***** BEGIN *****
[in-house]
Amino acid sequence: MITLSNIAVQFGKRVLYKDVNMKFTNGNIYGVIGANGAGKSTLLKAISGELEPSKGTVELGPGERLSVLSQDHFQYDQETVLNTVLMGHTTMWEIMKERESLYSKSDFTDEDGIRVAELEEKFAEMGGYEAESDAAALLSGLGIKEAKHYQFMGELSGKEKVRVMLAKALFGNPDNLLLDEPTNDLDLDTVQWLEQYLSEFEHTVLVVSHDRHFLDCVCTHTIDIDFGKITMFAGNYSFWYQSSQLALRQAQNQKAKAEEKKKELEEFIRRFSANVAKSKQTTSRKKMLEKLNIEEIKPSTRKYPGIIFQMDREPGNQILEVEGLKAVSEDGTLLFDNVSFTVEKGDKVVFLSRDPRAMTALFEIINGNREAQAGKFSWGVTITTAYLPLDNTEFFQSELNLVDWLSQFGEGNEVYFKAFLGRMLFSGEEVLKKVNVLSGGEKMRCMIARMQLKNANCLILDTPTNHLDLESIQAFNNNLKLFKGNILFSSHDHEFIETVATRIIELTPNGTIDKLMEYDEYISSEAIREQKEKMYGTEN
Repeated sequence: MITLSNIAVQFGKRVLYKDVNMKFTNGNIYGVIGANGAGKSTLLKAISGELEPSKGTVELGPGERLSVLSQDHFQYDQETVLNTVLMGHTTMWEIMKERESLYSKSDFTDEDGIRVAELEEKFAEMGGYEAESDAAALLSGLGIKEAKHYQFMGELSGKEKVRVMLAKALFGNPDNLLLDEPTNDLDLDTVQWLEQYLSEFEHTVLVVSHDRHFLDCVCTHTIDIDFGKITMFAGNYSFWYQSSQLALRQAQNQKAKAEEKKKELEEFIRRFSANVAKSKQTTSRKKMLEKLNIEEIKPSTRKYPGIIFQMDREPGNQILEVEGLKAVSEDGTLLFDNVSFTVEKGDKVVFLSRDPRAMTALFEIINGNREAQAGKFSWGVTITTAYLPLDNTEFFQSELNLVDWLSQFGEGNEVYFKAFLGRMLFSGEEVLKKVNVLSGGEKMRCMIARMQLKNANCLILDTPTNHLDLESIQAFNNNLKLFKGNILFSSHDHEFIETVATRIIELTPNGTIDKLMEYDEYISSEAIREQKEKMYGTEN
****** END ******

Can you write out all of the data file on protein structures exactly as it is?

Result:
[in-house]
Amino acid sequence: MITLSNIAVQFGKRVLYKDVNMKFTNGNIYGVIGANGAGKSTLLKAISGELEPSKGTVELGPGERLSVLSQDHFQYDQETVLNTVLMGHTTMWEIMKERESLYSKSDFTDEDGIRVAELEEKFAEMGGYEAESDAAALLSGLGIKEAKHYQFMGELSGKEKVRVMLAKALFGNPDNLLLDEPTNDLDLDTVQWLEQYLSEFEHTVLVVSHDRHFLDCVCTHTIDIDFGKITMFAGNYSFWYQSSQLALRQAQNQKAKAEEKKKELEEFIRRFSANVAKSKQTTSRKKMLEKLNIEEIKPSTRKYPGIIFQMDREPGNQILEVEGLKAVSEDGTLLFDNVSFTVEKGDKVVFLSRDPRAMTALFEIINGNREAQAGKFSWGVTITTAYLPLDNTEFFQSELNLVDWLSQFGEGNEVYFKAFLGRMLFSGEEVLKKVNVLSGGEKMRCMIARMQLKNANCLILDTPTNHLDLESIQAFNNNLKLFKGNILFSSHDHEFIETVATRIIELTPNGTIDKLMEYDEYISSEAIREQKEKMYGTEN
Repeated sequence: MITLSNIAVQFGKRVLYKDVNMKFTNGNIYGVIGANGAGKSTLLKAISGELEPSKGTVELGPGERLSVLSQDHFQYDQETVLNTVLMGHTTMWEIMKERESLYSKSDFTDEDGIRVAELEEKFAEMGGYEAESDAAALLSGLGIKEAKHYQFMGELSGKEKVRVMLAKALFGNPDNLLLDEPTNDLDLDTVQWLEQYLSEFEHTVLVVSHDRHFLDCVCTHTIDIDFGKITMFAGNYSFWYQSSQLALRQAQNQKAKAEEKKKELEEFIRRFSANVAKSKQTTSRKKMLEKLNIEEIKPSTRKYPGIIFQMDREPGNQILEVEGLKAVSEDGTLLFDNVSFTVEKGDKVVFLSRDPRAMTALFEIINGNREAQAGKFSWGVTITTAYLPLDNTEFFQSELNLVDWLSQFGEGNEVYFKAFLGRMLFSGEEVLKKVNVLSGGEKMRCMIARMQLKNANCLILDTPTNHLDLESIQAFNNNLKLFKGNILFSSHDHEFIETVATRIIELTPNGTIDKLMEYDEYISSEAIREQKEKMYGTEN